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Things to do in the October Half Term Holidays in Gloucestershire

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Dyrham Park

Dyrham Park is situated in the southern reaches of the Cotswolds in South Gloucestershire
Dyrham Park is situated in the southern reaches of the Cotswolds in South Gloucestershire

About Dyrham Park

Dyrham Park is a spectacular late 17th-century mansion, garden and deer park in South Gloucestershire.

This baroque mansion was built in two stages between 1692 and 1704 for King William III’s Secretary of State, William Blathwayt. Building upon an earlier Tudor house, the Huguenot architect Samuel Hauduroy created the west front of the house while William Talman, Comptroller of the King’s Works, built the east front. Talmann also built an orangery, inspired by the example at Versailles, onto the south front of the house.  Little of the interior has changed over the years and therefore Dyrham boasts one of the best surviving Baroque interiors in the country. The rooms feature oak wainscoting, walnut panelling and leather-hung walls. The Great Hall is the historic core of Dyrham; once the heart of the original Tudor house, it is all that survived from that period after Blathwayt’s rebuilding.

A £10-million project is underway to restore, revitalise and reimagine Dyrham Park so visitors can get a flavour of the life of William Blathwayt in the late 1600s by stepping into the impressive baroque mansion house with its collection of fine art and Dutch Delftware.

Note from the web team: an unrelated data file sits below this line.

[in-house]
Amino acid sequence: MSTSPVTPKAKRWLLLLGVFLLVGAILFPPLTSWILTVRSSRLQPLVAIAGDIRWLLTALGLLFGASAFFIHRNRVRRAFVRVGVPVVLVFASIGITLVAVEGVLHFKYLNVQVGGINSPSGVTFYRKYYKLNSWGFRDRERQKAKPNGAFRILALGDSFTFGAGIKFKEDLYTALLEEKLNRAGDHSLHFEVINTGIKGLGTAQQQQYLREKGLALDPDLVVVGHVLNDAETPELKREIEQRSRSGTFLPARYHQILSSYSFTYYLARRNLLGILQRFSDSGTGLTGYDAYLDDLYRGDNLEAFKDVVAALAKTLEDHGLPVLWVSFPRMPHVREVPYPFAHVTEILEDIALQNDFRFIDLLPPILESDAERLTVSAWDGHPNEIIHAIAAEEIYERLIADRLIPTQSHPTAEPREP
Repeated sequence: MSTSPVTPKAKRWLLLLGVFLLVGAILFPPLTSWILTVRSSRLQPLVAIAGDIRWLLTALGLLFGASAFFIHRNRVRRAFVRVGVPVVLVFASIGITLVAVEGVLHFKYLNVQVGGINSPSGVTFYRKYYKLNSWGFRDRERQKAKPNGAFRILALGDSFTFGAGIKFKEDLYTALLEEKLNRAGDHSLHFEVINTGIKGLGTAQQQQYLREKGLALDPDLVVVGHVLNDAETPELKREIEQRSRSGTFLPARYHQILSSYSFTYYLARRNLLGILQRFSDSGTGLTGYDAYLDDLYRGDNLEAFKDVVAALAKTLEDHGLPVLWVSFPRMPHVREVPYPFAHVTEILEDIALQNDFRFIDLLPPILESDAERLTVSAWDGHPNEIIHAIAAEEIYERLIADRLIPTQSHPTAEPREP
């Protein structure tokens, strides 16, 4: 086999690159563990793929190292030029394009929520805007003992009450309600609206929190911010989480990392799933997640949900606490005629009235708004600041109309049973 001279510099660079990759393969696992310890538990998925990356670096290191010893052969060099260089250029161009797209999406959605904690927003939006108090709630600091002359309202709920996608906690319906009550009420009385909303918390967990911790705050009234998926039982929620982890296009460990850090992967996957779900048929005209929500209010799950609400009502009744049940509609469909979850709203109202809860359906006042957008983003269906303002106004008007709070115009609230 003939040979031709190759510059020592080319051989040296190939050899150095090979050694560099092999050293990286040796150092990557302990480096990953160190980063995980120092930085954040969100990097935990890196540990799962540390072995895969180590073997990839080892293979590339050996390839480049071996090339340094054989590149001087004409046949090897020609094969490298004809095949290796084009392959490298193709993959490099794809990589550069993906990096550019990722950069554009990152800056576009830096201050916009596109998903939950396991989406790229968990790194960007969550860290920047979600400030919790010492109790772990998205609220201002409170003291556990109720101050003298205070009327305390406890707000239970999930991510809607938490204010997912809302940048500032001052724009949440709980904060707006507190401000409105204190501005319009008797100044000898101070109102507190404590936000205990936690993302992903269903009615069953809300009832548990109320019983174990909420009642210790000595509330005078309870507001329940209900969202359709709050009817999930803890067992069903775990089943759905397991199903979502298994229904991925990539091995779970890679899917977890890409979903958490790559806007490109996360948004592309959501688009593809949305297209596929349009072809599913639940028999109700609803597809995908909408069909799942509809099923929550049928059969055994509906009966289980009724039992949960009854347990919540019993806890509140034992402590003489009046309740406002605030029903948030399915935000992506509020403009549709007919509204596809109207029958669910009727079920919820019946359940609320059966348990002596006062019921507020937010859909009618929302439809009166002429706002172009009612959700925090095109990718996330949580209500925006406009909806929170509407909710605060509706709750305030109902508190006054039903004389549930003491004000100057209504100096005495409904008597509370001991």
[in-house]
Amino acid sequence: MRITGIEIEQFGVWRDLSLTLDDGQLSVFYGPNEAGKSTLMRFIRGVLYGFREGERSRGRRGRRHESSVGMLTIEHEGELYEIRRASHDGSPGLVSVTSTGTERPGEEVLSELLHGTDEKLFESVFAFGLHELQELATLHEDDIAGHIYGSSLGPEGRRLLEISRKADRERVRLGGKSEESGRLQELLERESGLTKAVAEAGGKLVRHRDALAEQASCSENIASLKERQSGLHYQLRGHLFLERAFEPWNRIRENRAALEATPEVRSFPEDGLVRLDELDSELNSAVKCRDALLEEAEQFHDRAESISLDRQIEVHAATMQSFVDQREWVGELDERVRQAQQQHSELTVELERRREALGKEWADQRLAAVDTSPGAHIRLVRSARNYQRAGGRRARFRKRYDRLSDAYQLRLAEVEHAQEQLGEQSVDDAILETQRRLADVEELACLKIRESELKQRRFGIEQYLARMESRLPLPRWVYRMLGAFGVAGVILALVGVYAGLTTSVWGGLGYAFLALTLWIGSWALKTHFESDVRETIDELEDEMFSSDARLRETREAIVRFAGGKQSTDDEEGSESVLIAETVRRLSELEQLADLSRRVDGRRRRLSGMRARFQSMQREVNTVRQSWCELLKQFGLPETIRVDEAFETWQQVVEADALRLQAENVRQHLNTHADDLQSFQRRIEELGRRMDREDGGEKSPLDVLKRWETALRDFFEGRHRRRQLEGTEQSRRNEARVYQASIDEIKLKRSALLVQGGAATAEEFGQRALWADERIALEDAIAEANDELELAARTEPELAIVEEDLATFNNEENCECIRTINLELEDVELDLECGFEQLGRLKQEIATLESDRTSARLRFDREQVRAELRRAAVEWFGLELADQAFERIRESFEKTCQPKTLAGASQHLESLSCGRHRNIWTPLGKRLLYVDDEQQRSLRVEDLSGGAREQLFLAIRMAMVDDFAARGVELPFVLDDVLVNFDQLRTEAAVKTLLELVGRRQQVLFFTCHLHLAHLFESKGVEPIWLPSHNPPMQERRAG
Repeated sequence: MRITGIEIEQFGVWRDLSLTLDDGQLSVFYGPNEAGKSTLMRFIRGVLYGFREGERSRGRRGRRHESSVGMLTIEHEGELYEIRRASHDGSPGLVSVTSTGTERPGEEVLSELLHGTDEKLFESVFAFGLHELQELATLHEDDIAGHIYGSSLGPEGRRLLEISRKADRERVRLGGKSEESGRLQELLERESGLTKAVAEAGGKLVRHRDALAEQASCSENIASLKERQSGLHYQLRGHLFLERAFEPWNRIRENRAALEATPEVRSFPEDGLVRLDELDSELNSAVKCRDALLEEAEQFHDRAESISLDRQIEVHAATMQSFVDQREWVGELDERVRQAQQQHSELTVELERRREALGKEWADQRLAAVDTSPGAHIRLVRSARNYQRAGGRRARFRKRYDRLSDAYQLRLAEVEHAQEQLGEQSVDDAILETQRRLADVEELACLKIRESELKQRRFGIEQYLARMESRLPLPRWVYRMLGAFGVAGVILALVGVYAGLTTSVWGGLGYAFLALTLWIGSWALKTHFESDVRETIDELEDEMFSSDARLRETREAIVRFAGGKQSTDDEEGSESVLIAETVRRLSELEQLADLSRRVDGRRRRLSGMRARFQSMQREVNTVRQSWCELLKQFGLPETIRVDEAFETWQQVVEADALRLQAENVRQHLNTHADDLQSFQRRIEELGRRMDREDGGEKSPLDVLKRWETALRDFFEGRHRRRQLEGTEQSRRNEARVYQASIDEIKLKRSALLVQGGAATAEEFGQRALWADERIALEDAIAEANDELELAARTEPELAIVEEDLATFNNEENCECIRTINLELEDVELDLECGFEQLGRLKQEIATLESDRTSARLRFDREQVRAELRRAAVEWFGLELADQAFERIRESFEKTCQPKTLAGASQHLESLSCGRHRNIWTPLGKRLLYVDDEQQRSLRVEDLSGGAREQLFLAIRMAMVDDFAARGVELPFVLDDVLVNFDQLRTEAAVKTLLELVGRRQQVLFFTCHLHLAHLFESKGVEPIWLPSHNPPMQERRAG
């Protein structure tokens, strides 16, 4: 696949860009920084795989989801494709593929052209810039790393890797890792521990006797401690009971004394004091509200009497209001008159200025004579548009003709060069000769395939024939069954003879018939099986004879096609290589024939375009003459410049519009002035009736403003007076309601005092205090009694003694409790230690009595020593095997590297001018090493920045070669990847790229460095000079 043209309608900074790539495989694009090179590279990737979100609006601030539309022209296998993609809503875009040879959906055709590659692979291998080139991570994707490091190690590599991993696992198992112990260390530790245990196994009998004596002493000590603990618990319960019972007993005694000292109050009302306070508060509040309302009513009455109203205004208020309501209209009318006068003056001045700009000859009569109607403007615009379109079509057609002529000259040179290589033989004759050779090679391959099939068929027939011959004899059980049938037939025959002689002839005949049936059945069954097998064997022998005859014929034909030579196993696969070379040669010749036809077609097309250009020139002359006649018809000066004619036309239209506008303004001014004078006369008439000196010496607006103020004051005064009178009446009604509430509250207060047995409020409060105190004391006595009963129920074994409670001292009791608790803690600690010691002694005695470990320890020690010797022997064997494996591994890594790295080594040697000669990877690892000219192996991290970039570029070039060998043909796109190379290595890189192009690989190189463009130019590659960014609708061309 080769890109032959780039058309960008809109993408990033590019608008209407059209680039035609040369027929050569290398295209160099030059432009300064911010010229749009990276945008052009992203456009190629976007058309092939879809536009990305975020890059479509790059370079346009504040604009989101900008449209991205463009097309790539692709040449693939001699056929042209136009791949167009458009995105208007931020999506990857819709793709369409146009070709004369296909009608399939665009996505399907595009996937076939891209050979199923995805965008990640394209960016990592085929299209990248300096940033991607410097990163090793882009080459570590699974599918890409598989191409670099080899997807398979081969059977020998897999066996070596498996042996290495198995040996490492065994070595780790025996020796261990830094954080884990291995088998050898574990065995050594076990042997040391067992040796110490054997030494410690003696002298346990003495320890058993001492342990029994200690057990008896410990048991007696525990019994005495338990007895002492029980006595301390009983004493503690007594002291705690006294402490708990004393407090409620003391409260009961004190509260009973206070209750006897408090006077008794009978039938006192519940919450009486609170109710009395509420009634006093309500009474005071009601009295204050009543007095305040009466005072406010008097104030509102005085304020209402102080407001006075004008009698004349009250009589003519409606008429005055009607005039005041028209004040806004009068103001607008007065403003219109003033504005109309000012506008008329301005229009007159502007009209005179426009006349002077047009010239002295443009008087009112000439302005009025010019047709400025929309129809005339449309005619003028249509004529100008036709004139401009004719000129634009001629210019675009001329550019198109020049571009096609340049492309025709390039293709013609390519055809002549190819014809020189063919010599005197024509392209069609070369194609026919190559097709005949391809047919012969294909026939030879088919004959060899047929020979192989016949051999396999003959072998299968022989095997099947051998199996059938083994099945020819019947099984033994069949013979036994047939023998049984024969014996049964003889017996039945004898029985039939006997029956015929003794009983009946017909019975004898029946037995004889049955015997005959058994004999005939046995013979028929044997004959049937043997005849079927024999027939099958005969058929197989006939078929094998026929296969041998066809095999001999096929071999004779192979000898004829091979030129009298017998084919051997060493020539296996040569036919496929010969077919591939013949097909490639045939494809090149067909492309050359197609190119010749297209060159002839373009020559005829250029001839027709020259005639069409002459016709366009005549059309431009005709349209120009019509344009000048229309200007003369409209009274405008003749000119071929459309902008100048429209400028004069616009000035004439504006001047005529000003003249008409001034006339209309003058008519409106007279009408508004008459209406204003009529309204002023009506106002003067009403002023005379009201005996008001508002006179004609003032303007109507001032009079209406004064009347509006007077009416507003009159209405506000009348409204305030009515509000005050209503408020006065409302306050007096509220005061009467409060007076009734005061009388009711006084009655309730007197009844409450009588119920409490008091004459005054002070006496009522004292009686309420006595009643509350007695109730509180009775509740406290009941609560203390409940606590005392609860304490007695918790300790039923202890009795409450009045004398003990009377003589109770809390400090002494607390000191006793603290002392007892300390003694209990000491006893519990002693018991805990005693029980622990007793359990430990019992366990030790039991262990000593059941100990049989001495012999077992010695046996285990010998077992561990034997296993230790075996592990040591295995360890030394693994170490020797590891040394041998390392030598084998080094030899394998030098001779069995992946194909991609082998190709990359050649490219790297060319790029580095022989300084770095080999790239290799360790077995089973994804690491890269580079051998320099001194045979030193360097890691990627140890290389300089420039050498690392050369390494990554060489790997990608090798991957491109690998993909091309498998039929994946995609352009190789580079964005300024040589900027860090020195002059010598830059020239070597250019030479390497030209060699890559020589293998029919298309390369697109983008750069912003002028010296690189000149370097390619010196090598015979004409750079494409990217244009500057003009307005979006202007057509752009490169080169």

The 270-acre (110 hectare) ancient parkland is full of magnificent trees and breathtaking views and space for all the family to enjoy. Young explorers can run free, be at one with nature and tick off challenges on their 50 things list.

The gardens were designed by George London in the late 17th and early 18th centuries and included a formal Dutch water garden, but most of the features were replaced in the late 18th century with designs by Charles Harcourt Masters.  Splendid borders, idyllic ponds and a wildflower orchard are all features of the stunning garden which is being sensitively developed as a 21st-century garden with echoes of the past. The park is listed Grade II* on the National Register of Historic Parks and Gardens.

Dogs at Dyrham Park

Dogs are not permitted in main deer park and garden but are allowed in dog-walking area next to the main car park. Assistance dogs are welcome.

Disabled Access at Dyrham Park

There are designated spaces for disabled visitors although many wheelchair users may find the parkland too steep a gradient to access. There is one disabled toilet in the reception building. The park has no hard surface paths and is steep and uneven in many places and is therefore unsuitable for wheelchairs or mobility scooters. The parkland has areas of deep water which can be muddy.

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